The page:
News & Blog

18 Jul 2018

Health gadgets can actually be unhealthy

July 18, 2018Fitness

When health gadgets become unhealthy

We’re all aware that maintaining our physical health and mental well-being allows us to get the most out of life.

Increasingly there is a realisation that monitoring and recording aspects of our health can help in that process.

Advances in technology now mean we can keep a close and constant watch on a wide array of indicators including heartbeat, blood pressure, blood sugar levels, weight, sleep patterns, brain waves — in fact almost anything.

But at what point does owning lots of health gadgets, making lots of measurements and setting targets become an irational obsession or even hypochodria? When does worrying about these, often arbitrary, figures become a threat to the health and well-being that we’re aiming for? Anxiety over failure to achieve a number does have health consequences.

At its simplest level, most of us have felt gloom, frustration and self-loathing when the bathroom scales refuse to show any weight loss despite that new diet!

A significant number of us now own a wearable fitness device ranging in price from a few pounds to many hundreds and often linked to smart phone apps. We also might have some sophisticated and ever cheaper gadgets aimed at those with diabetes, cardiac or obesity issues. There are about 170,000 health apps available to download and millions of smartphones already have them installed.

At the heart of the matter is that one size does not fit all. There is no average person.

Aiming to achieve, say, a blood pressure of 120/80 may not be realistic for everyone. For many, the natural rate is higher or lower. Worrying about getting the ‘right’ figure is likely to raise your blood pressure!

Similarly, it’s become widely accepted that a person should walk 10,000 steps a day – it’s a central feature of the hugely popular Fitbit wearable device. But where does this figure come from?

Well, it turns out that in 1960 in Japan they worked out that the average Japanese man, when he walked 10,000 steps a day, burned something like 3000 calories and that’s what they thought the average person should consume – so they picked 10,000 paces.

If everyone feels the pressure to walk 10,000 steps – even if they are not physically capable of doing that – it could actually cause harm or damage by trying to. That’s apart from the psychological downside of the constant failure to reach this target.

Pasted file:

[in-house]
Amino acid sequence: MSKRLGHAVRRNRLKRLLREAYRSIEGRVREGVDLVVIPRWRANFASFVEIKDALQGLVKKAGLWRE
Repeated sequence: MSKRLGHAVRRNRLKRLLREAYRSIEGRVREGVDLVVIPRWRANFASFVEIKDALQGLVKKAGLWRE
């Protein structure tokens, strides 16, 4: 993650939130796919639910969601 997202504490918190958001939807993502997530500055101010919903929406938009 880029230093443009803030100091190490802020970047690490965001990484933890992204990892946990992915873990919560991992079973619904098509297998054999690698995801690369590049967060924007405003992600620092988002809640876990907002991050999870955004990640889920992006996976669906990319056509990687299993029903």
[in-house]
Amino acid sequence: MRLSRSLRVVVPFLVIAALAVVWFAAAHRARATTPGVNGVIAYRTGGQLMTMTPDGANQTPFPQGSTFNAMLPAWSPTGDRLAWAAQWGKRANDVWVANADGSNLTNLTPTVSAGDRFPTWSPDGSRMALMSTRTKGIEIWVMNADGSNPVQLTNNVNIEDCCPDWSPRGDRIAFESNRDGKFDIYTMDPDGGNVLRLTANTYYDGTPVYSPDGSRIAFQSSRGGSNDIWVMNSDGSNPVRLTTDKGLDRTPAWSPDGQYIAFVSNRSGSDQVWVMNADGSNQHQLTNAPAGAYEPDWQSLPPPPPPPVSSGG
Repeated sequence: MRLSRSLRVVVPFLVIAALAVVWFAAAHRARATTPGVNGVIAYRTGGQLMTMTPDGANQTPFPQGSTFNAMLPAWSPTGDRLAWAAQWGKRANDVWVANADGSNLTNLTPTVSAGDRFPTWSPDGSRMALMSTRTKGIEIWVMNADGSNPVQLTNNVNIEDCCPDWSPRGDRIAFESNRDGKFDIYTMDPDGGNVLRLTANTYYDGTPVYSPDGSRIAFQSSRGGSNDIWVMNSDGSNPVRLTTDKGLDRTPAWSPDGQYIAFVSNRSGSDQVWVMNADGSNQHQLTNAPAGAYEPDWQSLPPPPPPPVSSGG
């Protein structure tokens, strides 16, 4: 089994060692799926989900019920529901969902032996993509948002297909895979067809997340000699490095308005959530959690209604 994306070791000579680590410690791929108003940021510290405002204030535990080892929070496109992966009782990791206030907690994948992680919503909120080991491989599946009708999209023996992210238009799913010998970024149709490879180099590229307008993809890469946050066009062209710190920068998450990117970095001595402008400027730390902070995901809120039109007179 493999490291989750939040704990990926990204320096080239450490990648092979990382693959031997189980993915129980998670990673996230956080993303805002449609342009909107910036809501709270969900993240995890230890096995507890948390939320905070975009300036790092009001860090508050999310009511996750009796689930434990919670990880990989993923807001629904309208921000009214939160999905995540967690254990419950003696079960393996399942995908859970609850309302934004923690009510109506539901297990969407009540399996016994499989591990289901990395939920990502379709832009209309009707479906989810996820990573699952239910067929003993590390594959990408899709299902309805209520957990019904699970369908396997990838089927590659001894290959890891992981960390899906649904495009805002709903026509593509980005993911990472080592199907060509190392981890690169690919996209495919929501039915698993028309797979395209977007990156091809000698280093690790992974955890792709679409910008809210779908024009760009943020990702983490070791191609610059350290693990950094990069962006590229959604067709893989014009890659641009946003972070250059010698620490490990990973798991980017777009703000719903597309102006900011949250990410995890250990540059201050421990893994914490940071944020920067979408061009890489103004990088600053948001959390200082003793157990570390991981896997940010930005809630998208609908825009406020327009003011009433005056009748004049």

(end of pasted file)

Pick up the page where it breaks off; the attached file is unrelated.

How accurate are these devices anyway? Numerous tests under controlled conditions have shown wide variations in readings and accuracy. They can also produce some wildly misleading figures when the batteries start to run down.

It’s this constant feedback of possibly inaccurate or inappropriate data that can produce neurotic and obsessive behaviour. When that gets tied up with our sense of self-worth and self-image, psychological damage can result. Who wants to feel bad just because a watch gave the ‘wrong’ number?

Equally, achieving a self-imposed target of steps or calories can prompt some users to think they deserve a reward in the form of sugary drinks or junk food which is clearly self-defeating.

There is an upside though. There’s no doubt that simply investing money in these gadgets can be an important first step in just getting moving.

The American Psychological Association makes the point that “If you are trying to achieve a goal, the more often that you monitor your progress, the greater the likelihood that you will succeed. Your chances of success are even greater if you report your progress publicly or physically record it.”

The point here is balance. Obsessively publicly reporting, say on Twitter or Facebook, about your exercise successes or failures, or reading about other people’s achievements can lead to all the problems I’ve talked about in previous blogs.

The desire to monitor our health through gadgets is part of a move to greater do-it-yourself wellness. Given we only get ten minutes with our G.P (if we’re lucky), more and more people are self-diagnosing through the internet.

But that of course carries its dangers. Reading widely on the web can make you think you’ve got all manner of horrible diseases and disorders. There is so much conflicting advice based often on flimsy evidence that the result can be anxiety and confusion.

There’s a lot to be said for simply listening to your inner voice, realising that your body tends to look after itself and separating out in life what we can and cannot control. Oh, and yes, monitoring how much monitoring we are doing.